Psalms 120:2: “Deliver my soul, O Lord, from lying lips, and from a deceitful tongue.”
At first reading it appears that the writer is saying: “Lord make those gossiping about me shut up, punch ‘em in the mouth.” But upon closer examination, the writer is not saying that at all, he just wants his soul to be delivered.
We are not sure this is David speaking, if it is, he is mostly in exile. Some feel this is written at the time he was fleeing from Saul and could relate to the time he had opportunity to kill Saul and his advisors were so advising him to do so, but he refused. For various reasons, that does not really fit, but the example is good.
The word soul that is used here in Hebrew is nephesh which is really your mind. We notice in verse 7 that the writer tells us that he is for peace while those lying lips and deceitful tongues are for war. The writer is troubled, the lying lips and deceitful tongues are confusing him, and he is not sure what is right or wrong.
The word lips is misepath which means lips, but is in the feminine form. This may not mean anything, but it is possible that the writer is considering the fact that a woman’s lips can be very seductive and many a man has been led astray by the kiss of a woman’s lips.
The word lying is seker. This type of lying is a corrupt type, based in jealously and/or judgment. It is also a lying done by a close friend, advisor, or members of a fellowship. It is in a close fellowship where you experience jealousy, or judgmental words. The writer is troubled over advice he is being given, or friends harshly judging him. You can receive 100 compliments and not think much about it, but that one person who will judge you or criticize you, that will stay with you throughout the day and totally wear you down.
He also wants to be delivered from a deceitful tongue. The word deceitful is ramyah. These are words spoken which are self seeking, deceptive, but words built upon revealed truth. One way to express ramyah is proof texting. That is pulling a Scripture verse out of context in order to prove a point or persuade you to do something that you are not sure is right.
Now note, the writer is not asking that these critics or advisors be silenced, he is only asking to be delivered. The word delivered is hasalah. This is in a Hiphil imperative form. “Lord, cause my soul to be delivered.”
Colossians 3:15: “Let the peace of God rule (Greek – umpire) your heart.” The writer is experiencing some harsh criticism. Yet, like Watchman Nee said, in every criticism, there is some grain of truth. The writer does not want to reject that criticism outright, but at the same time knows there is a lot of untruth in that criticism. He is also receiving some very seductive advice yet, he does not feel at peace with it. These critics or advisors are wanting war. This advice may be born out of jealousy or it may be self serving, but it has the writer confused and he is asking God to deliver his trouble mind, give him peace. If peace will rule his heart, then he will know the decision he makes is right, that it is of God.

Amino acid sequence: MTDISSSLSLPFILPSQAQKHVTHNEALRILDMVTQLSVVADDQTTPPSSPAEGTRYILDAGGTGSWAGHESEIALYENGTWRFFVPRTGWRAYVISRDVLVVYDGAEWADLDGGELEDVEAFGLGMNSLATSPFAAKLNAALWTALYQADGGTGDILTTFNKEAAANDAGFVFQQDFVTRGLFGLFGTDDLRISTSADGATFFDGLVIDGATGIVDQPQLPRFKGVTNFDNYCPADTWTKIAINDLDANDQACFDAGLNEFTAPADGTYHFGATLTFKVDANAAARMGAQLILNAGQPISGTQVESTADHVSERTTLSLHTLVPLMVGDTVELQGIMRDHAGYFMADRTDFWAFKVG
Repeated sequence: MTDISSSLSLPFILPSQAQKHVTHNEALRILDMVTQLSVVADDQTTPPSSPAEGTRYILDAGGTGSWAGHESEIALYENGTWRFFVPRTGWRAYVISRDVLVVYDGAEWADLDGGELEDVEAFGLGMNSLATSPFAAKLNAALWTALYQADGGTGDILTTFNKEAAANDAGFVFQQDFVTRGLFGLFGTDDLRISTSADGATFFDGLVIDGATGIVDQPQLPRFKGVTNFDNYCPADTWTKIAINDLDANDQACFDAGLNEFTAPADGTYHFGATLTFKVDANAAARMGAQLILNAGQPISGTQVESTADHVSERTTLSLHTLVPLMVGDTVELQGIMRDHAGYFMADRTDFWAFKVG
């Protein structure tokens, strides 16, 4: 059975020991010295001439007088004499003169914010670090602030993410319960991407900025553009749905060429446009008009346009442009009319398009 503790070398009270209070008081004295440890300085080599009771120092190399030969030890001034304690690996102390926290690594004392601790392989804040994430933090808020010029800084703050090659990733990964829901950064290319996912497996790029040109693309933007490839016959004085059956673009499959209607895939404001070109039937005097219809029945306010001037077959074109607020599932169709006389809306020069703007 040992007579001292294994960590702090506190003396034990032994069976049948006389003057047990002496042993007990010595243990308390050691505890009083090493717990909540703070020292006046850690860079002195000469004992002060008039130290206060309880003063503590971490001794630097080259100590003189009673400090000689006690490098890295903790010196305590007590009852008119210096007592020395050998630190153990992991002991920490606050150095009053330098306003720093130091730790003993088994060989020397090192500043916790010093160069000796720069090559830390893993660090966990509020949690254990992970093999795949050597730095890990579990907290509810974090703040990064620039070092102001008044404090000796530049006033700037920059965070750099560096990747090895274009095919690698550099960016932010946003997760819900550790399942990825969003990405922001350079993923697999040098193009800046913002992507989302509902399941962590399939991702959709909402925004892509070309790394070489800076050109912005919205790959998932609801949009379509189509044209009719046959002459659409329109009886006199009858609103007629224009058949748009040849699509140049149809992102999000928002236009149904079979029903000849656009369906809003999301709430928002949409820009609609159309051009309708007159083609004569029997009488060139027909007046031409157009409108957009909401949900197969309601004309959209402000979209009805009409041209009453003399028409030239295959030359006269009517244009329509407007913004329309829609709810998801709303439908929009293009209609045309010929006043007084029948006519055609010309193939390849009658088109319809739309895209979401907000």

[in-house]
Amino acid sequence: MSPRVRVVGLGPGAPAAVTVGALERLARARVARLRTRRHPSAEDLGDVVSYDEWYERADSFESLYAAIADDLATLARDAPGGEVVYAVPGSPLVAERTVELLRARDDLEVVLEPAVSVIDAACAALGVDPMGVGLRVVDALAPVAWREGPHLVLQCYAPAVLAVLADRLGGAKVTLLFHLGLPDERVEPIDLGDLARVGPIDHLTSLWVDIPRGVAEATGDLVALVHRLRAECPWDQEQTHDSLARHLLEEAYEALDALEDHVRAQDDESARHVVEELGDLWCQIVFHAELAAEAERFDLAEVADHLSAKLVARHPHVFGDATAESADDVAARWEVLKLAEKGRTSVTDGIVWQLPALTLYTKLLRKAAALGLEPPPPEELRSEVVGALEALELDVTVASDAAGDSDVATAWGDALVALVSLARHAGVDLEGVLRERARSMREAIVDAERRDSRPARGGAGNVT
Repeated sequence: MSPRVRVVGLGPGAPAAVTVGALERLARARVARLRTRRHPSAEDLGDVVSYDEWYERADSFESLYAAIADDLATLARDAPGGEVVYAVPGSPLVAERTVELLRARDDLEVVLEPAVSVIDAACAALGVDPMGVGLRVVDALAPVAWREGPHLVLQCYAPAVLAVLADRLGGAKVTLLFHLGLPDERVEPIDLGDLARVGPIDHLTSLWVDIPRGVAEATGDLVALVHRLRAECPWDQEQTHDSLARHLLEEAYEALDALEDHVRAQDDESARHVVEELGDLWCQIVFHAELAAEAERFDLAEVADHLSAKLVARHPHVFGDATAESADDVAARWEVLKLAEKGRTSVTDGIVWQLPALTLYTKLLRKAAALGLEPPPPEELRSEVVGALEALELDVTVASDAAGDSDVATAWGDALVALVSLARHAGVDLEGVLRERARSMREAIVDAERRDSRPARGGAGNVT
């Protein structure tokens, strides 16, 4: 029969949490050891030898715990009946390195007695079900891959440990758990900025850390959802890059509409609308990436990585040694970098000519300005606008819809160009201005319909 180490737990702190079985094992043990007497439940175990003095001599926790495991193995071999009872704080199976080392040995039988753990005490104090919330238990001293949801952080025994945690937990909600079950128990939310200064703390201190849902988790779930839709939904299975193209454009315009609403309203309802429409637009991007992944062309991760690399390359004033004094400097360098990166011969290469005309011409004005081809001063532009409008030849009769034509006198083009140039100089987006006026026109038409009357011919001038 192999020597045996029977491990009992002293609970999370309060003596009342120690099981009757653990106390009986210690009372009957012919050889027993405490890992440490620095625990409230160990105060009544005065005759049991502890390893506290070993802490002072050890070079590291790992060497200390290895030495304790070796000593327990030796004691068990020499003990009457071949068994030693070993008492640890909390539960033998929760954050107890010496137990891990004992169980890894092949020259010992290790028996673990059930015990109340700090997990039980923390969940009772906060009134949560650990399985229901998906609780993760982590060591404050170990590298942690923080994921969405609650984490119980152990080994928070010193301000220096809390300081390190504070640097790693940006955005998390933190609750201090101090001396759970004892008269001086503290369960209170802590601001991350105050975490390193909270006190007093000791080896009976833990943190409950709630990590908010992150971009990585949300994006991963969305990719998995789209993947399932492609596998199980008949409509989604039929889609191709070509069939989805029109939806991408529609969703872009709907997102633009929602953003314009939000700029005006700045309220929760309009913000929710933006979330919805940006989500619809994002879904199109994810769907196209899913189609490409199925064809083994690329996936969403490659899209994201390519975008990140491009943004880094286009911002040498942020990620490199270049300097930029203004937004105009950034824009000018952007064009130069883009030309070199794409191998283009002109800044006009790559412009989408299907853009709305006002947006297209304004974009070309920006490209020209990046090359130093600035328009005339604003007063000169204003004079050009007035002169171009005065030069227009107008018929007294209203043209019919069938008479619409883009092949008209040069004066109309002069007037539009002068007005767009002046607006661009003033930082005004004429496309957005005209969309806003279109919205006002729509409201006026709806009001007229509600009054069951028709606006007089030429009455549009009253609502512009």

When you go through a difficult time or have an important decision to make, it is only natural to seek advice from trusted friends. Far too often people are more than ready to give their advice, yet they are human after all and their advice, although well meaning, may not really be from God. When David had the opportunity to kill Saul, his friends said, “David, praise the Lord, God has put your enemy in a position where you can run in there, lop his head off and you will be king before nightfall. Your problems will all be solve, surely this is God’s doing.” The advice sounded good and from all circumstances it appeared that the Lord really did arrange things for David to vanquish his enemy and fulfill God’s plan in his life. But he had a check in his spirit, against all conventional wisdom; he sensed in his spirit that something was not right; he did not feel right in his heart about it. He let the peace of God rule his heart and as such he said that he would not touch God’s anointed (I Samuel 24 and 26).
Advice from your friends or even your spiritual leaders may be good and may sound right, but if it creates a sense of confusion or you feel no peace in your heart about it, it is best to hang on to your wallet. Natural advice is like a pitcher pitching a baseball. Sometimes it is too close to tell if that ball is in the strike zone or not. Your friends tell you it is a ball, your spiritual leaders tell you it is a strike, who do you believe? If your heart is joined with the heart of God, you trust your heart, you let the peace of God rule your heart. It is that inner peace which rules (Gk. Barbeuto – arbitrates, umpires) your soul or heart (Colossians 3:15).